Building your portfolio with self-initiated projects.

Last week, I showed you that getting hired for the work you want to do starts with a curated portfolio. Of course, if you’re just starting to niche down to one area, there’s probably one main problem: you don’t have any projects for your portfolio.

You must have done something before

Now, here’s the thing: you must have done a few projects that gave you the idea that you wanted to start doing more of this work as a freelancer, right? If you haven’t done it before, then why are you trying to get hired for this sort of work?

“But, Scott,” you’re saying, “It wasn’t a good project and it doesn’t fully represent what I want to do.”

I get it. I’ve been there. That’s why you need to start doing some self-initiated projects.

The two kinds of self-initiated projects

Here, I’ll just give them to you now, then break them down:

  1. Project based on a real business
  2. Project for a fictional client

Project based on a real business

This is the first type of self-initiated project I did as I was building my logo design portfolio. Think of a real business or company and come up with a problem, then solve it with the work you want to do.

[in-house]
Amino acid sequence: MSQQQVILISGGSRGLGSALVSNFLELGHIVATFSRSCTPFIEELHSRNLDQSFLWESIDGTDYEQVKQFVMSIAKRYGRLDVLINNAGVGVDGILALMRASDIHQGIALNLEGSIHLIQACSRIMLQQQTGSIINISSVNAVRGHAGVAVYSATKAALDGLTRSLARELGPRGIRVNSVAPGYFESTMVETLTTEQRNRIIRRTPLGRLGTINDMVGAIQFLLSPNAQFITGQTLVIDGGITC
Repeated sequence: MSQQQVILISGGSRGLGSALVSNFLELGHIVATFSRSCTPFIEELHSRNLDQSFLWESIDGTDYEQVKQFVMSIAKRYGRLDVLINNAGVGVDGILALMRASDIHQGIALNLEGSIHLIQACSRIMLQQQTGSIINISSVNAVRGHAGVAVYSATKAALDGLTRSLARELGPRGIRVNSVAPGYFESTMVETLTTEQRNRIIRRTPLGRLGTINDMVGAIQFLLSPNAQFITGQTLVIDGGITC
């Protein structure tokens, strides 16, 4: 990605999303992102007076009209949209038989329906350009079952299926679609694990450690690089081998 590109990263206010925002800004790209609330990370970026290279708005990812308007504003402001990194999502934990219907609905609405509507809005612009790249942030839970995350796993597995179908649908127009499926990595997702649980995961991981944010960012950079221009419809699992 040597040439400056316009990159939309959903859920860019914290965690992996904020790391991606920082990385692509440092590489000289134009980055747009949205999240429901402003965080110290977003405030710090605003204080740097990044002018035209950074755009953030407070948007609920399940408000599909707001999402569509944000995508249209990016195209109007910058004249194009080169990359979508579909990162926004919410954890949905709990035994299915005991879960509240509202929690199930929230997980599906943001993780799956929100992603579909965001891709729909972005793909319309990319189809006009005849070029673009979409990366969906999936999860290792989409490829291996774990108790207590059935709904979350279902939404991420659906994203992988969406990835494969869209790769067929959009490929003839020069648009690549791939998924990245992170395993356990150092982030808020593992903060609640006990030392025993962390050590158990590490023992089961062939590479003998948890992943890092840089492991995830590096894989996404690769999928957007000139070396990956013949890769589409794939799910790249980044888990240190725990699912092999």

For my project, there was a local coffee shop whose owner I knew personally. I also knew that their current logo didn’t represent the company accurately to their target audience. So, I redesigned their logo.

The cool part about these sort of projects is not only will you have a project for your portfolio once you’re done, you can also take the project to the client to see if they’re interested in using what you’ve created. If they decide to use it, then you’ll have a real-world example in your portfolio. Awesome, right?

There’s much more to share about this topic, but I’ll save it for another week.

Project for a fictional client

The other option is to make up a fake client and problem you can solve with your work. I will admit, these projects can be a bit more challenging. Trying to come up with something that doesn’t exist with a problem that doesn’t exist might take you more time than actually solving the problem. But just look at my 50 States 50 Brands project as an example.

For 50 States 50 Brands, each client was fictional. I came up with a name and background for each business and defined their target audience. It’s challenging trying to come up with a fictional story every few weeks, but the fun part was that I got to create my own desirable situation.

Is there a project you want to do? Make up a situation for a fake client that allows you to solve their problem with a project you want to work on.

Self-initiated work for your portfolio

When you don’t have any work for your portfolio that fully represents what you want to do, you need to start doing projects on your own. Remember, you aren’t going to get hired for work that people don’t know you want to be hired for. To start building your portfolio, start working on projects for real-world or fictional clients where you get to do the work you want to. Then, as you finish these projects, start adding them to your portfolio.

Have you worked on any fun self-initiated projects, or having trouble coming up with one? Tell me below.

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